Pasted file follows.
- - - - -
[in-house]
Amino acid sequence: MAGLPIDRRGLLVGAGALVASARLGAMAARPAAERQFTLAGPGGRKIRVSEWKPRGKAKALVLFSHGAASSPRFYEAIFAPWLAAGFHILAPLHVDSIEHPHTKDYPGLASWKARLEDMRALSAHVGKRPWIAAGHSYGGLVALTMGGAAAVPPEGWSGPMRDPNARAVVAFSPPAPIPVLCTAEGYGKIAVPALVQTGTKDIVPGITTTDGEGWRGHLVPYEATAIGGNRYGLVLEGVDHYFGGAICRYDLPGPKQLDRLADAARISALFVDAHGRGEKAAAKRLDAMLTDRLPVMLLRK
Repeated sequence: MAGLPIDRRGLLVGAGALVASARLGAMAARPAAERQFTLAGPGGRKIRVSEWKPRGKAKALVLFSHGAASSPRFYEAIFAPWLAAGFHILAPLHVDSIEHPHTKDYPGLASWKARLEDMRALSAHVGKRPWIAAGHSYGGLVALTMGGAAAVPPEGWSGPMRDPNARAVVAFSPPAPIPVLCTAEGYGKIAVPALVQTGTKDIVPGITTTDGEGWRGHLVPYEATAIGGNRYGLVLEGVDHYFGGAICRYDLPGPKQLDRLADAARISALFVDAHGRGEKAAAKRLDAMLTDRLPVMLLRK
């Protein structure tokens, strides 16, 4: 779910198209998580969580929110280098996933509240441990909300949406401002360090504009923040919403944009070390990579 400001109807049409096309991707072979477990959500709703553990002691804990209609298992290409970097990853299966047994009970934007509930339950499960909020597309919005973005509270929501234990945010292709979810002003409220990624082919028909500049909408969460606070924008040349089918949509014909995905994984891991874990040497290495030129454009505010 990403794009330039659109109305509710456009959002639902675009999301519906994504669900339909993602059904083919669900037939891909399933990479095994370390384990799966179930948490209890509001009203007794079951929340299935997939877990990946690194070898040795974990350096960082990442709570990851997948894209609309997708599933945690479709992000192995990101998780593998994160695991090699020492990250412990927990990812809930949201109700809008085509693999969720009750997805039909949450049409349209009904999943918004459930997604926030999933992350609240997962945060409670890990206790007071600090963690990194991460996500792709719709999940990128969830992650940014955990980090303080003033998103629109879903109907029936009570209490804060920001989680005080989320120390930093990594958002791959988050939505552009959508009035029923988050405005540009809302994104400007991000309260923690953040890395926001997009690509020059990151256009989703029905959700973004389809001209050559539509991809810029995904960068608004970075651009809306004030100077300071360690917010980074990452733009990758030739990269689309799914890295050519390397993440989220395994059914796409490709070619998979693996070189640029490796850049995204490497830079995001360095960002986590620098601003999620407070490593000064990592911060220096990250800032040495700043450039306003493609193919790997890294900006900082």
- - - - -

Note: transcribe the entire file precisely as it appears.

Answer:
[in-house]
Amino acid sequence: MAGLPIDRRGLLVGAGALVASARLGAMAARPAAERQFTLAGPGGRKIRVSEWKPRGKAKALVLFSHGAASSPRFYEAIFAPWLAAGFHILAPLHVDSIEHPHTKDYPGLASWKARLEDMRALSAHVGKRPWIAAGHSYGGLVALTMGGAAAVPPEGWSGPMRDPNARAVVAFSPPAPIPVLCTAEGYGKIAVPALVQTGTKDIVPGITTTDGEGWRGHLVPYEATAIGGNRYGLVLEGVDHYFGGAICRYDLPGPKQLDRLADAARISALFVDAHGRGEKAAAKRLDAMLTDRLPVMLLRK
Repeated sequence: MAGLPIDRRGLLVGAGALVASARLGAMAARPAAERQFTLAGPGGRKIRVSEWKPRGKAKALVLFSHGAASSPRFYEAIFAPWLAAGFHILAPLHVDSIEHPHTKDYPGLASWKARLEDMRALSAHVGKRPWIAAGHSYGGLVALTMGGAAAVPPEGWSGPMRDPNARAVVAFSPPAPIPVLCTAEGYGKIAVPALVQTGTKDIVPGITTTDGEGWRGHLVPYEATAIGGNRYGLVLEGVDHYFGGAICRYDLPGPKQLDRLADAARISALFVDAHGRGEKAAAKRLDAMLTDRLPVMLLRK
């Protein structure tokens, strides 16, 4: 779910198209998580969580929110280098996933509240441990909300949406401002360090504009923040919403944009070390990579 400001109807049409096309991707072979477990959500709703553990002691804990209609298992290409970097990853299966047994009970934007509930339950499960909020597309919005973005509270929501234990945010292709979810002003409220990624082919028909500049909408969460606070924008040349089918949509014909995905994984891991874990040497290495030129454009505010 990403794009330039659109109305509710456009959002639902675009999301519906994504669900339909993602059904083919669900037939891909399933990479095994370390384990799966179930948490209890509001009203007794079951929340299935997939877990990946690194070898040795974990350096960082990442709570990851997948894209609309997708599933945690479709992000192995990101998780593998994160695991090699020492990250412990927990990812809930949201109700809008085509693999969720009750997805039909949450049409349209009904999943918004459930997604926030999933992350609240997962945060409670890990206790007071600090963690990194991460996500792709719709999940990128969830992650940014955990980090303080003033998103629109879903109907029936009570209490804060920001989680005080989320120390930093990594958002791959988050939505552009959508009035029923988050405005540009809302994104400007991000309260923690953040890395926001997009690509020059990151256009989703029905959700973004389809001209050559539509991809810029995904960068608004970075651009809306004030100077300071360690917010980074990452733009990758030739990269689309799914890295050519390397993440989220395994059914796409490709070619998979693996070189640029490796850049995204490497830079995001360095960002986590620098601003999620407070490593000064990592911060220096990250800032040495700043450039306003493609193919790997890294900006900082």